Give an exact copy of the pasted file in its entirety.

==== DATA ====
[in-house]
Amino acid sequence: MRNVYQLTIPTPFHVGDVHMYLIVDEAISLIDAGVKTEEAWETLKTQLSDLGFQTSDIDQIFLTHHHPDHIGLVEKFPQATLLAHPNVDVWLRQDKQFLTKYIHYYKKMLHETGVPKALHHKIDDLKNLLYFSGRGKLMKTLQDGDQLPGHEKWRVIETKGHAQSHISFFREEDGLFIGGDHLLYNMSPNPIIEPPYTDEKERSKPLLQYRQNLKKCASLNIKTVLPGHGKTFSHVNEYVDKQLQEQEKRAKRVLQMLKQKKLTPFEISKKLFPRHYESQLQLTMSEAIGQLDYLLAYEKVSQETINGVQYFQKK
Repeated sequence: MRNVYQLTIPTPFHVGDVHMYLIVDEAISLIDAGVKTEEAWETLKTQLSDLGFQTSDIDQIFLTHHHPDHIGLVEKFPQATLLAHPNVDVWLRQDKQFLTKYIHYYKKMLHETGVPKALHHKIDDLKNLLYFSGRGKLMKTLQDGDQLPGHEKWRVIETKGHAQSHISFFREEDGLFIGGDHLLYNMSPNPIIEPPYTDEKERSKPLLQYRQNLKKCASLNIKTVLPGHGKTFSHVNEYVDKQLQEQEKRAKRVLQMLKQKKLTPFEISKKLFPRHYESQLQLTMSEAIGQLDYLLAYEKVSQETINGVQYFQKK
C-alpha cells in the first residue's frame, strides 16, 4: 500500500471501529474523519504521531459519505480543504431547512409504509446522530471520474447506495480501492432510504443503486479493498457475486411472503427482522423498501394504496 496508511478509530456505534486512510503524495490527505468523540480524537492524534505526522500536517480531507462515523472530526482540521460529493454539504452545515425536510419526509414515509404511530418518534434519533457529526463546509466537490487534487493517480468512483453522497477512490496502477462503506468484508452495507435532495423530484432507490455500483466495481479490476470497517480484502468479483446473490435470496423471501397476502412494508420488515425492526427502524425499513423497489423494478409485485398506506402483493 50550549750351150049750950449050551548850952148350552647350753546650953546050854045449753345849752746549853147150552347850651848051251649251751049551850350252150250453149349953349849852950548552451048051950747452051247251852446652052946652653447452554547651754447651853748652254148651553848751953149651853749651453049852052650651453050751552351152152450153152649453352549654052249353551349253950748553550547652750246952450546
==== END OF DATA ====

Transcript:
[in-house]
Amino acid sequence: MRNVYQLTIPTPFHVGDVHMYLIVDEAISLIDAGVKTEEAWETLKTQLSDLGFQTSDIDQIFLTHHHPDHIGLVEKFPQATLLAHPNVDVWLRQDKQFLTKYIHYYKKMLHETGVPKALHHKIDDLKNLLYFSGRGKLMKTLQDGDQLPGHEKWRVIETKGHAQSHISFFREEDGLFIGGDHLLYNMSPNPIIEPPYTDEKERSKPLLQYRQNLKKCASLNIKTVLPGHGKTFSHVNEYVDKQLQEQEKRAKRVLQMLKQKKLTPFEISKKLFPRHYESQLQLTMSEAIGQLDYLLAYEKVSQETINGVQYFQKK
Repeated sequence: MRNVYQLTIPTPFHVGDVHMYLIVDEAISLIDAGVKTEEAWETLKTQLSDLGFQTSDIDQIFLTHHHPDHIGLVEKFPQATLLAHPNVDVWLRQDKQFLTKYIHYYKKMLHETGVPKALHHKIDDLKNLLYFSGRGKLMKTLQDGDQLPGHEKWRVIETKGHAQSHISFFREEDGLFIGGDHLLYNMSPNPIIEPPYTDEKERSKPLLQYRQNLKKCASLNIKTVLPGHGKTFSHVNEYVDKQLQEQEKRAKRVLQMLKQKKLTPFEISKKLFPRHYESQLQLTMSEAIGQLDYLLAYEKVSQETINGVQYFQKK
C-alpha cells in the first residue's frame, strides 16, 4: 500500500471501529474523519504521531459519505480543504431547512409504509446522530471520474447506495480501492432510504443503486479493498457475486411472503427482522423498501394504496 496508511478509530456505534486512510503524495490527505468523540480524537492524534505526522500536517480531507462515523472530526482540521460529493454539504452545515425536510419526509414515509404511530418518534434519533457529526463546509466537490487534487493517480468512483453522497477512490496502477462503506468484508452495507435532495423530484432507490455500483466495481479490476470497517480484502468479483446473490435470496423471501397476502412494508420488515425492526427502524425499513423497489423494478409485485398506506402483493 50550549750351150049750950449050551548850952148350552647350753546650953546050854045449753345849752746549853147150552347850651848051251649251751049551850350252150250453149349953349849852950548552451048051950747452051247251852446652052946652653447452554547651754447651853748652254148651553848751953149651853749651453049852052650651453050751552351152152450153152649453352549654052249353551349253950748553550547652750246952450546